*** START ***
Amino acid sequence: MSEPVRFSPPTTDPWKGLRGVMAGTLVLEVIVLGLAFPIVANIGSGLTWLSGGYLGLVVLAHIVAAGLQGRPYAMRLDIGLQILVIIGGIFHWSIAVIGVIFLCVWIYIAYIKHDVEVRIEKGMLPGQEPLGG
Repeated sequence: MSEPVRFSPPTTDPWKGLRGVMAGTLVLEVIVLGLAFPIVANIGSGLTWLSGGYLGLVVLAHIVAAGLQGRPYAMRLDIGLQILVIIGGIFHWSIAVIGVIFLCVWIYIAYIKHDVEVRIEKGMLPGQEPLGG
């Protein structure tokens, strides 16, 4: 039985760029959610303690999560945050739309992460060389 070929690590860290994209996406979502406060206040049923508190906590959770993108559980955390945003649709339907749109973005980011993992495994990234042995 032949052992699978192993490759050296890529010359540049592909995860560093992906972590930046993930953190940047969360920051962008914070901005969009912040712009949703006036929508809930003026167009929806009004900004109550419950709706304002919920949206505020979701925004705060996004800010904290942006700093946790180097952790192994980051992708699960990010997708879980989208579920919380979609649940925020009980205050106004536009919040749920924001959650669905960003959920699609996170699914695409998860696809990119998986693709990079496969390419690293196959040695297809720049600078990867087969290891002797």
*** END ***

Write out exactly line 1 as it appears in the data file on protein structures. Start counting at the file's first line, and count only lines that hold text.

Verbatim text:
Amino acid sequence: MSEPVRFSPPTTDPWKGLRGVMAGTLVLEVIVLGLAFPIVANIGSGLTWLSGGYLGLVVLAHIVAAGLQGRPYAMRLDIGLQILVIIGGIFHWSIAVIGVIFLCVWIYIAYIKHDVEVRIEKGMLPGQEPLGG